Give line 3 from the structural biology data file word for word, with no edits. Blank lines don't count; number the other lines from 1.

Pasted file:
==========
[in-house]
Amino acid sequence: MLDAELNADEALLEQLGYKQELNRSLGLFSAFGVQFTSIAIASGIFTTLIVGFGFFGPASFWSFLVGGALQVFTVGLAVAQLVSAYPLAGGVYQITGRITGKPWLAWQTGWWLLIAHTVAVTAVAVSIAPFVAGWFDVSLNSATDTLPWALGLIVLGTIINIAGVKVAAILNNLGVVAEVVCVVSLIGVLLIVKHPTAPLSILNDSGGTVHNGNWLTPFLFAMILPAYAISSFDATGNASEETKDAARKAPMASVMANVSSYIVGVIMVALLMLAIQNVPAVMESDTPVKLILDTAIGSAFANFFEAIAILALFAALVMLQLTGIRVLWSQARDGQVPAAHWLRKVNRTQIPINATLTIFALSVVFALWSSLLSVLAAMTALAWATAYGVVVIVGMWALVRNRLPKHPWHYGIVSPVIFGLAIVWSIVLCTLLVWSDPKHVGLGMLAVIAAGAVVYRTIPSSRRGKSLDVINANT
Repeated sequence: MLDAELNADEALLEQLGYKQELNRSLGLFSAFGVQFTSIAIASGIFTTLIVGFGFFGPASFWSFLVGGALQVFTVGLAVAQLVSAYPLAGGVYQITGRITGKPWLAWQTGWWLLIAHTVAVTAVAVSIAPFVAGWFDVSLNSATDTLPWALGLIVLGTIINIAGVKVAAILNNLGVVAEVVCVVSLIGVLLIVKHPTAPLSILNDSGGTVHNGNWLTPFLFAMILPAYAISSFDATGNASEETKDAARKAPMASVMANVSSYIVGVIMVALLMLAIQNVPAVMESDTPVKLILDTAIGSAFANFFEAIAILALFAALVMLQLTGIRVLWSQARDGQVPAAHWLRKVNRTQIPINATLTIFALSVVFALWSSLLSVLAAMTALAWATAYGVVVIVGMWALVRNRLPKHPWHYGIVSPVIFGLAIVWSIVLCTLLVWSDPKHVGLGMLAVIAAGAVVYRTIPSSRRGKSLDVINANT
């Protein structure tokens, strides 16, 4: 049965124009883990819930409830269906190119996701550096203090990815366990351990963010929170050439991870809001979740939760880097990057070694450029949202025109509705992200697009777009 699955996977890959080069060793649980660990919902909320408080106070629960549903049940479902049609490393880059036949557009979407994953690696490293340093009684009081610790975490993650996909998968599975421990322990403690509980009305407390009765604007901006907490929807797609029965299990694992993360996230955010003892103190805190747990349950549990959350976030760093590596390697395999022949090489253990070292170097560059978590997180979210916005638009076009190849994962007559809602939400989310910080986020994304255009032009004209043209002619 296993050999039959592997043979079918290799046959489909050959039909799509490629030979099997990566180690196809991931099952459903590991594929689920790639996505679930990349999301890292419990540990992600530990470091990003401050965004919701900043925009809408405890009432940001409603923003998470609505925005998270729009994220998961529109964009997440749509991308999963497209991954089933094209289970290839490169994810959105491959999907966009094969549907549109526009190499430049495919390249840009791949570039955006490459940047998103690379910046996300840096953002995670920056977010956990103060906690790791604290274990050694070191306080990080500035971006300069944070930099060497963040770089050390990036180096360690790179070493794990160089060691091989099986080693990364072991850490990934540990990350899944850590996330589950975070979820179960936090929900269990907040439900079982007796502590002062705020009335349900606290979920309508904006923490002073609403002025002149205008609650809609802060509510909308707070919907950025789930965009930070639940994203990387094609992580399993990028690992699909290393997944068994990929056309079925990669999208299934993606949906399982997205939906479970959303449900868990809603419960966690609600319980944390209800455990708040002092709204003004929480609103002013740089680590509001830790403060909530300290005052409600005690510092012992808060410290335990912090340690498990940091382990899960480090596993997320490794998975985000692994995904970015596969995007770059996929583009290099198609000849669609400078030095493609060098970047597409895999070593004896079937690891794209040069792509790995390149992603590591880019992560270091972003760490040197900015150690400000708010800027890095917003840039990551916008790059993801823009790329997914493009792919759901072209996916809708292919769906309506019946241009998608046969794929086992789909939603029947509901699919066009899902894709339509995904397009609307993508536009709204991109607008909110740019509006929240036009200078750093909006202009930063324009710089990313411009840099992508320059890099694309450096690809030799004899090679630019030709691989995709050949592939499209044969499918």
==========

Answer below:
Repeated sequence: MLDAELNADEALLEQLGYKQELNRSLGLFSAFGVQFTSIAIASGIFTTLIVGFGFFGPASFWSFLVGGALQVFTVGLAVAQLVSAYPLAGGVYQITGRITGKPWLAWQTGWWLLIAHTVAVTAVAVSIAPFVAGWFDVSLNSATDTLPWALGLIVLGTIINIAGVKVAAILNNLGVVAEVVCVVSLIGVLLIVKHPTAPLSILNDSGGTVHNGNWLTPFLFAMILPAYAISSFDATGNASEETKDAARKAPMASVMANVSSYIVGVIMVALLMLAIQNVPAVMESDTPVKLILDTAIGSAFANFFEAIAILALFAALVMLQLTGIRVLWSQARDGQVPAAHWLRKVNRTQIPINATLTIFALSVVFALWSSLLSVLAAMTALAWATAYGVVVIVGMWALVRNRLPKHPWHYGIVSPVIFGLAIVWSIVLCTLLVWSDPKHVGLGMLAVIAAGAVVYRTIPSSRRGKSLDVINANT